Here's my 2 cents
When I made my 3rd shooting board (after finding fault with the previous 2), I used MDF as the base, and roughed up the entire top surface.
I then milled my backstop, which I insured had 2 perfectly square surfaces. Take the time to do this as it will yield dividends down the road.
Glue a strip of hardwood to the edge of a piece of 1/4″ plywood and insure that it is square with the side where the backstop will be, as well as being square with the surface onto which the lumber will eventually be placed, AS WELL AS the end past which you will be planing.
Next, I glued that piece of 1/4″ plywood to the surface of the MDF, except in the area of the back stop. After letting that dry, I did the same for the back stop, insuring that it was square with the surface of the plywood and the edge against which the plane sole will ride. Once dry, I pre-filled and countersunk holes for screws in both the plywood surface as well as the back side where the backstop now resides. WAIT UNTIL THE GLUE SETS BEFORE DOING THIS. Though the screws into the plywood may not be necessary, the ones into the backstop are. Don’t neglect these.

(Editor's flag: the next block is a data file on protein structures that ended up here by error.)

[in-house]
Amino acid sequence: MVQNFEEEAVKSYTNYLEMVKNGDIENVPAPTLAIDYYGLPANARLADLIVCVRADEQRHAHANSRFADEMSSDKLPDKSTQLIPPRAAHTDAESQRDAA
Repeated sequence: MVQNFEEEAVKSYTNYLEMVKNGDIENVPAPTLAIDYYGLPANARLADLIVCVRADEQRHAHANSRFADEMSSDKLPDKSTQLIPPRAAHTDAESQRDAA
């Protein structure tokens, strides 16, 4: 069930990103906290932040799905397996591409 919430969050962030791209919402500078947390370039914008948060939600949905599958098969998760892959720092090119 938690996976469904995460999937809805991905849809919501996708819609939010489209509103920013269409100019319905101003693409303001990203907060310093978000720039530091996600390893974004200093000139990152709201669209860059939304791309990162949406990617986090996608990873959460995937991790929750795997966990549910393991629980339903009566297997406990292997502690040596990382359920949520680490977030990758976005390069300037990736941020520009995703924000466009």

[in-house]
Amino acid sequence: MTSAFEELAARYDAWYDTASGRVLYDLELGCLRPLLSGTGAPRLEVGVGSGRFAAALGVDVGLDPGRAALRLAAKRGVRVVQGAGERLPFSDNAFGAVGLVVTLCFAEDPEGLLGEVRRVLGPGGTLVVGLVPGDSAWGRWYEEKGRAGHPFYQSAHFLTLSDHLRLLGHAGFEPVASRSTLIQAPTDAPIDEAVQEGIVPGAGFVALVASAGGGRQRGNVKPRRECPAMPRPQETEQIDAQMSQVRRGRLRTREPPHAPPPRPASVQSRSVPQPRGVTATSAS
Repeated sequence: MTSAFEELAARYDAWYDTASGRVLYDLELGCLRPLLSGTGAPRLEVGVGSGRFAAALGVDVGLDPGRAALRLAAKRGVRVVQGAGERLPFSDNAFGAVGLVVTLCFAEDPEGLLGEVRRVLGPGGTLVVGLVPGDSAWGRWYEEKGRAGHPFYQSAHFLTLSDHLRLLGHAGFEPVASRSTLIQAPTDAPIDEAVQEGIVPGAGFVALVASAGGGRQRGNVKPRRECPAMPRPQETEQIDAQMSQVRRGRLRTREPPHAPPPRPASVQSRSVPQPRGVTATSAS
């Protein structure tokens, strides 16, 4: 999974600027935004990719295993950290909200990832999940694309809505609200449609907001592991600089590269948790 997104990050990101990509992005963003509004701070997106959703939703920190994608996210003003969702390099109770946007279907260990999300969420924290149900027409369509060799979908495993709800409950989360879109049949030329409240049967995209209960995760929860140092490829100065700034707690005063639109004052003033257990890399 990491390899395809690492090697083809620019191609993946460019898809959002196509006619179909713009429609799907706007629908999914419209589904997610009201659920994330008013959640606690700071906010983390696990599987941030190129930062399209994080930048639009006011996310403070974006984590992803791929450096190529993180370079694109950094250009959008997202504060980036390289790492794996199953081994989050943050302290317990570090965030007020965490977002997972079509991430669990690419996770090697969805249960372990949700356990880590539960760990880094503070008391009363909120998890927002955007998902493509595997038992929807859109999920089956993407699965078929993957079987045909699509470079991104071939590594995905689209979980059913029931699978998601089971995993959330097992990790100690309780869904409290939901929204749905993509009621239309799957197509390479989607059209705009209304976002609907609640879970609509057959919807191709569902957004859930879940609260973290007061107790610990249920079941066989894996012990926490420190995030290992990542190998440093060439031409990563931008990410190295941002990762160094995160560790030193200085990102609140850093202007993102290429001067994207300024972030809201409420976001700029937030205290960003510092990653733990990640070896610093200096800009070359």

Next, I fitted my plane where it should go and began breaking in the surface (just a few passes).
Now here is where I differ in my approach. I create a wedge onto which I fit my plane. The thicker part of the wedge is at the side closest to you as you use the shooting board. This wedge need only be a few degrees, but it will definitely ease the entry into hardwoods (I have used this on purpleheart with no problems).
Next, I create a guide strip to prevent the plane from moving laterally and attach this with screws. Allow for seasonal adjustment. This will help keep the plane from tipping left or right.
After that, the rest is technique: holding the lumber securely while planing and NOT tipping the plane. Good luck.